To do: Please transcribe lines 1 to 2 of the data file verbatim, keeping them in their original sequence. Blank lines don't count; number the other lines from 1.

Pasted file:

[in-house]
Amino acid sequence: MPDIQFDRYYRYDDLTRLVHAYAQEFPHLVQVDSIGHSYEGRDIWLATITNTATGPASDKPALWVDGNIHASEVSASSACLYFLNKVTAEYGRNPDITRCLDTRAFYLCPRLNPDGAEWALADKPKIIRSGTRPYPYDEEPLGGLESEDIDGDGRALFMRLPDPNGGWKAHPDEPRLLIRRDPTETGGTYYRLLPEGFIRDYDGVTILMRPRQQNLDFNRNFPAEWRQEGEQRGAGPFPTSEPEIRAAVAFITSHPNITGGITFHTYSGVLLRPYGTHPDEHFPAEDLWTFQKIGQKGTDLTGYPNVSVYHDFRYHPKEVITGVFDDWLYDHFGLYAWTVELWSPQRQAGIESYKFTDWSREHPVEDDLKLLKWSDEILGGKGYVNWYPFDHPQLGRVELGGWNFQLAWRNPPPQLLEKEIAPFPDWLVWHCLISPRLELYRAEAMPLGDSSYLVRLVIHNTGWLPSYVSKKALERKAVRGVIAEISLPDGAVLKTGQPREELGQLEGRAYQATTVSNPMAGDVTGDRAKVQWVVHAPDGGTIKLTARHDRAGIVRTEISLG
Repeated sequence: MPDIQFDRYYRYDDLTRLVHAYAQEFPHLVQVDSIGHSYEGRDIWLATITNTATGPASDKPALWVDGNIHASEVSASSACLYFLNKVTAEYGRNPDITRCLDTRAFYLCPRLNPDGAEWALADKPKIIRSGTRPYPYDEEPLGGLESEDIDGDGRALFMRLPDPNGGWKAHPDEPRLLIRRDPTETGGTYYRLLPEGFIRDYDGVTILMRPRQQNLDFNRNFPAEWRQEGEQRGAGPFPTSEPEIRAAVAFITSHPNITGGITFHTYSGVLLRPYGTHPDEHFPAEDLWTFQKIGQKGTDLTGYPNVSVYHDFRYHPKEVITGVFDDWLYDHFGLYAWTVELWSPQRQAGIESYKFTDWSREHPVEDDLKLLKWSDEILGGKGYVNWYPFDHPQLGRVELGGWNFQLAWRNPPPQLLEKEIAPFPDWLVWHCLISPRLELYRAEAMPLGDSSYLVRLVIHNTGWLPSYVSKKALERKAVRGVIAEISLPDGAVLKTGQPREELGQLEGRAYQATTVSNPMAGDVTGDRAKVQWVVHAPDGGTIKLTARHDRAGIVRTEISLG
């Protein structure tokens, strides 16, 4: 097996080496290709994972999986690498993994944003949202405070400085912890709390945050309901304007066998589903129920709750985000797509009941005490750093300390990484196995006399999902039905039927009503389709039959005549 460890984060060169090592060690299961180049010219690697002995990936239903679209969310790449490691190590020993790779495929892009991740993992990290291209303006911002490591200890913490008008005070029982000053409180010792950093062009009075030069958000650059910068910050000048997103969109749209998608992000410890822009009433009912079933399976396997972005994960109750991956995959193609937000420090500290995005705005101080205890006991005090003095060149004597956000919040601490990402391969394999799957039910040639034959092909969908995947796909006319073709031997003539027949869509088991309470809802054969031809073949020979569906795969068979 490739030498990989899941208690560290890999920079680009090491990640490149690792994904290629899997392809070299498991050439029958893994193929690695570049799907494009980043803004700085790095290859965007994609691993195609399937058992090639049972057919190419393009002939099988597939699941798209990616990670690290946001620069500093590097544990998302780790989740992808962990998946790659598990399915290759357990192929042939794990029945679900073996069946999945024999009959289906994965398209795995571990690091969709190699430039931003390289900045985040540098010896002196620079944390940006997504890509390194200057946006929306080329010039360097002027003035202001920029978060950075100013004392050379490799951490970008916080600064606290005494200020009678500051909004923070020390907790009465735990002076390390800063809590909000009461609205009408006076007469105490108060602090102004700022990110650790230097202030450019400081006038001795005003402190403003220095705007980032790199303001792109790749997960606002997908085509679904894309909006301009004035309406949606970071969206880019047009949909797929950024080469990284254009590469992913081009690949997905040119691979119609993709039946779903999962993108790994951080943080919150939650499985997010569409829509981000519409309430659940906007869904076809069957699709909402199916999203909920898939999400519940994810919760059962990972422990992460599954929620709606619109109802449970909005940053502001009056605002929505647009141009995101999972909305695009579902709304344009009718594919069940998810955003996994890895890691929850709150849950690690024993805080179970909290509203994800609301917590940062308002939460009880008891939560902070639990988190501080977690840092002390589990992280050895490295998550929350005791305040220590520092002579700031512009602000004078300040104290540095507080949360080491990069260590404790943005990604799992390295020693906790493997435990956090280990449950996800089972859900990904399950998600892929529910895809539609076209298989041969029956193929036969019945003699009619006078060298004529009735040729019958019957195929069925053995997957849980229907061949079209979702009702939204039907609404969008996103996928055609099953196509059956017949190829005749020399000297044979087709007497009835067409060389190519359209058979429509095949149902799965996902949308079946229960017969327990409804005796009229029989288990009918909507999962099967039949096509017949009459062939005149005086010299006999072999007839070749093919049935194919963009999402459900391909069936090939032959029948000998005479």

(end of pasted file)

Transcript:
[in-house]
Amino acid sequence: MPDIQFDRYYRYDDLTRLVHAYAQEFPHLVQVDSIGHSYEGRDIWLATITNTATGPASDKPALWVDGNIHASEVSASSACLYFLNKVTAEYGRNPDITRCLDTRAFYLCPRLNPDGAEWALADKPKIIRSGTRPYPYDEEPLGGLESEDIDGDGRALFMRLPDPNGGWKAHPDEPRLLIRRDPTETGGTYYRLLPEGFIRDYDGVTILMRPRQQNLDFNRNFPAEWRQEGEQRGAGPFPTSEPEIRAAVAFITSHPNITGGITFHTYSGVLLRPYGTHPDEHFPAEDLWTFQKIGQKGTDLTGYPNVSVYHDFRYHPKEVITGVFDDWLYDHFGLYAWTVELWSPQRQAGIESYKFTDWSREHPVEDDLKLLKWSDEILGGKGYVNWYPFDHPQLGRVELGGWNFQLAWRNPPPQLLEKEIAPFPDWLVWHCLISPRLELYRAEAMPLGDSSYLVRLVIHNTGWLPSYVSKKALERKAVRGVIAEISLPDGAVLKTGQPREELGQLEGRAYQATTVSNPMAGDVTGDRAKVQWVVHAPDGGTIKLTARHDRAGIVRTEISLG